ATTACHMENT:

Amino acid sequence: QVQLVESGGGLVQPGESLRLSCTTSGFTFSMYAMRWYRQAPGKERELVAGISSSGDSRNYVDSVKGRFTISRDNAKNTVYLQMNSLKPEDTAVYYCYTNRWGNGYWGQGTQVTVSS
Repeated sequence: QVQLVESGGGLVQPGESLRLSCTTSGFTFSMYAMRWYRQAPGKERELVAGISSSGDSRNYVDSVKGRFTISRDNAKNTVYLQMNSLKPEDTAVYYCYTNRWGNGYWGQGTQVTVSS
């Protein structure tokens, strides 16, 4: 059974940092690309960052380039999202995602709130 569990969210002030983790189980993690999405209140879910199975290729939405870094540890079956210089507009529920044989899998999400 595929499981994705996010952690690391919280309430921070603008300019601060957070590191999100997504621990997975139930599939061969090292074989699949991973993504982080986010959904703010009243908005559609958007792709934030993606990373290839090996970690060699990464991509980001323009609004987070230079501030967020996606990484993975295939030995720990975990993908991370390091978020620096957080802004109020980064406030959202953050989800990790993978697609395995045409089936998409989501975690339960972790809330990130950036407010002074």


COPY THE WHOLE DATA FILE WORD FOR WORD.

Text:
Amino acid sequence: QVQLVESGGGLVQPGESLRLSCTTSGFTFSMYAMRWYRQAPGKERELVAGISSSGDSRNYVDSVKGRFTISRDNAKNTVYLQMNSLKPEDTAVYYCYTNRWGNGYWGQGTQVTVSS
Repeated sequence: QVQLVESGGGLVQPGESLRLSCTTSGFTFSMYAMRWYRQAPGKERELVAGISSSGDSRNYVDSVKGRFTISRDNAKNTVYLQMNSLKPEDTAVYYCYTNRWGNGYWGQGTQVTVSS
């Protein structure tokens, strides 16, 4: 059974940092690309960052380039999202995602709130 569990969210002030983790189980993690999405209140879910199975290729939405870094540890079956210089507009529920044989899998999400 595929499981994705996010952690690391919280309430921070603008300019601060957070590191999100997504621990997975139930599939061969090292074989699949991973993504982080986010959904703010009243908005559609958007792709934030993606990373290839090996970690060699990464991509980001323009609004987070230079501030967020996606990484993975295939030995720990975990993908991370390091978020620096957080802004109020980064406030959202953050989800990790993978697609395995045409089936998409989501975690339960972790809330990130950036407010002074």